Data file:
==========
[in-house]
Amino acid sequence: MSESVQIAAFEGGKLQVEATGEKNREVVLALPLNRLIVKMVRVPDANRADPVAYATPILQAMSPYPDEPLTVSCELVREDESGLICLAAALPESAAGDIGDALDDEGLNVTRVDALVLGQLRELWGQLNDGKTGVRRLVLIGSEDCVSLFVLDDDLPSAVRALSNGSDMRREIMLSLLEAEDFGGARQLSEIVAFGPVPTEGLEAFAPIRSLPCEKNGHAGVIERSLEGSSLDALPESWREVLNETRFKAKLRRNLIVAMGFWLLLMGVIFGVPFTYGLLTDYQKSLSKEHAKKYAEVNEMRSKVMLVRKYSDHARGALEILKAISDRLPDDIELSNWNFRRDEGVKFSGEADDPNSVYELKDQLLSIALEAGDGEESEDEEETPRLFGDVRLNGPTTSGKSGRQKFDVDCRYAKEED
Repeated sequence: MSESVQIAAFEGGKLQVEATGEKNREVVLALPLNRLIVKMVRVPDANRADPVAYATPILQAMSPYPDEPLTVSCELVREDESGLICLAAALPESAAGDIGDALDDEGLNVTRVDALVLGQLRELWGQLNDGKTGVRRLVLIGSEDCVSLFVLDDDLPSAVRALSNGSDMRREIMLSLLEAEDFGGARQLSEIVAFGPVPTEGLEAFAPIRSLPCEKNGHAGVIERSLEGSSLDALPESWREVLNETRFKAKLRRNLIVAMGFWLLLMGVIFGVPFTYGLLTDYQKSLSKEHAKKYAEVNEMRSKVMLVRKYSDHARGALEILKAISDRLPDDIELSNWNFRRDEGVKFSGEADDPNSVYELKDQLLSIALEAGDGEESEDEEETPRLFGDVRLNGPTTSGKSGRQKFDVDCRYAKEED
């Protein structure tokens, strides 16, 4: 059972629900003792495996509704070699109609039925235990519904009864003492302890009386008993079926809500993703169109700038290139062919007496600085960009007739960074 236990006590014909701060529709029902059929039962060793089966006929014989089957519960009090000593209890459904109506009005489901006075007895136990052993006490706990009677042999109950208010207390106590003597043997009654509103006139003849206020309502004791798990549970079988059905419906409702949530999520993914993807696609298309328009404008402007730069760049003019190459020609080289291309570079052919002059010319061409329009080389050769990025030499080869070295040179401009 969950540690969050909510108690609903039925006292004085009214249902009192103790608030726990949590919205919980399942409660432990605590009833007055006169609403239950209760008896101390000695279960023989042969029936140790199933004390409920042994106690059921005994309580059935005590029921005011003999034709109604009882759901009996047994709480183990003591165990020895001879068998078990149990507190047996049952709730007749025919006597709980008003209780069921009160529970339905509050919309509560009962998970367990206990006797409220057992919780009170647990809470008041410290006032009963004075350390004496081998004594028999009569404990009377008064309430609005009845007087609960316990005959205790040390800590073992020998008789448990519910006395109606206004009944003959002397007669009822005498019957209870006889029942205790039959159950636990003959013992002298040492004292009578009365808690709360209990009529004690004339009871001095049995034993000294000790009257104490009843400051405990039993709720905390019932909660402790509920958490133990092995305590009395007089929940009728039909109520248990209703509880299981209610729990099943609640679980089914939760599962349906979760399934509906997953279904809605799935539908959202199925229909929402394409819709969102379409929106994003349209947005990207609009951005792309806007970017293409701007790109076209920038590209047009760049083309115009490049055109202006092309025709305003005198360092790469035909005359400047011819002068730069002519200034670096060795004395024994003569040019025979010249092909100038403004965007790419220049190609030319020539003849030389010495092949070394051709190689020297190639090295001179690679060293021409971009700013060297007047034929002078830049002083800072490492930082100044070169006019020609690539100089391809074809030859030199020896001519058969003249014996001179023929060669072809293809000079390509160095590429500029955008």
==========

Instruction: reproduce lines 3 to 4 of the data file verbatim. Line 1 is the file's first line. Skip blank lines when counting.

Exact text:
Repeated sequence: MSESVQIAAFEGGKLQVEATGEKNREVVLALPLNRLIVKMVRVPDANRADPVAYATPILQAMSPYPDEPLTVSCELVREDESGLICLAAALPESAAGDIGDALDDEGLNVTRVDALVLGQLRELWGQLNDGKTGVRRLVLIGSEDCVSLFVLDDDLPSAVRALSNGSDMRREIMLSLLEAEDFGGARQLSEIVAFGPVPTEGLEAFAPIRSLPCEKNGHAGVIERSLEGSSLDALPESWREVLNETRFKAKLRRNLIVAMGFWLLLMGVIFGVPFTYGLLTDYQKSLSKEHAKKYAEVNEMRSKVMLVRKYSDHARGALEILKAISDRLPDDIELSNWNFRRDEGVKFSGEADDPNSVYELKDQLLSIALEAGDGEESEDEEETPRLFGDVRLNGPTTSGKSGRQKFDVDCRYAKEED
């Protein structure tokens, strides 16, 4: 059972629900003792495996509704070699109609039925235990519904009864003492302890009386008993079926809500993703169109700038290139062919007496600085960009007739960074 236990006590014909701060529709029902059929039962060793089966006929014989089957519960009090000593209890459904109506009005489901006075007895136990052993006490706990009677042999109950208010207390106590003597043997009654509103006139003849206020309502004791798990549970079988059905419906409702949530999520993914993807696609298309328009404008402007730069760049003019190459020609080289291309570079052919002059010319061409329009080389050769990025030499080869070295040179401009 969950540690969050909510108690609903039925006292004085009214249902009192103790608030726990949590919205919980399942409660432990605590009833007055006169609403239950209760008896101390000695279960023989042969029936140790199933004390409920042994106690059921005994309580059935005590029921005011003999034709109604009882759901009996047994709480183990003591165990020895001879068998078990149990507190047996049952709730007749025919006597709980008003209780069921009160529970339905509050919309509560009962998970367990206990006797409220057992919780009170647990809470008041410290006032009963004075350390004496081998004594028999009569404990009377008064309430609005009845007087609960316990005959205790040390800590073992020998008789448990519910006395109606206004009944003959002397007669009822005498019957209870006889029942205790039959159950636990003959013992002298040492004292009578009365808690709360209990009529004690004339009871001095049995034993000294000790009257104490009843400051405990039993709720905390019932909660402790509920958490133990092995305590009395007089929940009728039909109520248990209703509880299981209610729990099943609640679980089914939760599962349906979760399934509906997953279904809605799935539908959202199925229909929402394409819709969102379409929106994003349209947005990207609009951005792309806007970017293409701007790109076209920038590209047009760049083309115009490049055109202006092309025709305003005198360092790469035909005359400047011819002068730069002519200034670096060795004395024994003569040019025979010249092909100038403004965007790419220049190609030319020539003849030389010495092949070394051709190689020297190639090295001179690679060293021409971009700013060297007047034929002078830049002083800072490492930082100044070169006019020609690539100089391809074809030859030199020896001519058969003249014996001179023929060669072809293809000079390509160095590429500029955008």